In addition to being an engineer, I have been a professional church musician for most of my life. Contacts I have made in churches have helped me to get a few of my engineering jobs. In any religious group there are lots of social opportunities, music groups, and community outreach groups.

    I realize most people are not religious these days, but with diverse groups such as this, it would be worthwhile to avail yourself to such a group. The added bonus is that if you move to a new city you have access to an instant social network! In addition, chances are that you will get to know people who sincerely care.

    PS: I was the music director and organist at my wife’s church when we met. Two choir members introduced us. 17 years (16 years married) and two children later, our marriage is still going strong. After that I got my first engineering job in 8 years through another church contact.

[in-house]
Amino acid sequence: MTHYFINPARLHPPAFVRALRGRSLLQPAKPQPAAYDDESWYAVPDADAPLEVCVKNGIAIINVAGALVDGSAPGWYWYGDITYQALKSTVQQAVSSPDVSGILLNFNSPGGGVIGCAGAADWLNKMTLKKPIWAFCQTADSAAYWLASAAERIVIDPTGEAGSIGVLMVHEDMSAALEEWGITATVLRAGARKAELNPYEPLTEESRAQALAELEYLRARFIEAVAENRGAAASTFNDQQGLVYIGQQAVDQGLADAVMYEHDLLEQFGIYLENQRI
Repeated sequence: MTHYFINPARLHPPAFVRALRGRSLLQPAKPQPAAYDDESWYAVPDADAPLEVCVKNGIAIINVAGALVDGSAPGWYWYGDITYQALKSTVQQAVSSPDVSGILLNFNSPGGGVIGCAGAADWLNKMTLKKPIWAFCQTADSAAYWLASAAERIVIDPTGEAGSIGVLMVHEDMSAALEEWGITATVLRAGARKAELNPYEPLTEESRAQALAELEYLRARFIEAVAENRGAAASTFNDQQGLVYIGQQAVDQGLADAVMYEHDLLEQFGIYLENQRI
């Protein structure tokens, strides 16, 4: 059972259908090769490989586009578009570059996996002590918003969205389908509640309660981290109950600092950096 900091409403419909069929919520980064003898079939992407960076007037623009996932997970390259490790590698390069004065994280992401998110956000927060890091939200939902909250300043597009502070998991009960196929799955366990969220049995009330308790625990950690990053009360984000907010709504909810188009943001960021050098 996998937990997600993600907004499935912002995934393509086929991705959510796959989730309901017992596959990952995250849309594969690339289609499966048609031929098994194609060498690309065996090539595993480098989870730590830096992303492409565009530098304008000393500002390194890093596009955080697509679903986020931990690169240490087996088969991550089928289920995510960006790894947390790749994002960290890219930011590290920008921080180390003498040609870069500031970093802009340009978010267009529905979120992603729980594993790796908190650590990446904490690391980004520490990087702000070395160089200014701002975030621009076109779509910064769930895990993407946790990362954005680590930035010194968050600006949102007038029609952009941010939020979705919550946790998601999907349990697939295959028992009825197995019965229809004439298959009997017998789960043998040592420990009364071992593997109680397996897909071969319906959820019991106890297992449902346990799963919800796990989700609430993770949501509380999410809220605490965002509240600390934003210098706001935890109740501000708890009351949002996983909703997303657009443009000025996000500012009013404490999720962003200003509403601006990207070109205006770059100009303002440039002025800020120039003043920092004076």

• Kevin: I think it’s no coincidence that some of the best job-search support groups are operated either by or in churches. I regularly do pro bono presentations for one such group. But, given a choice, I’d suggest that people circulate in a broad church (or other) community. Hanging out regularly with other people who are looking for jobs can at first be helpful because you can share the experience. But you’re not likely to find a job among others doing the same. It’s important to circulate widely and broadly. The best book I’ve read about networking — “Six Degrees: The science of a connected age” by Duncan Watts, a researcher in theoretical and applied mechanics — says exactly that.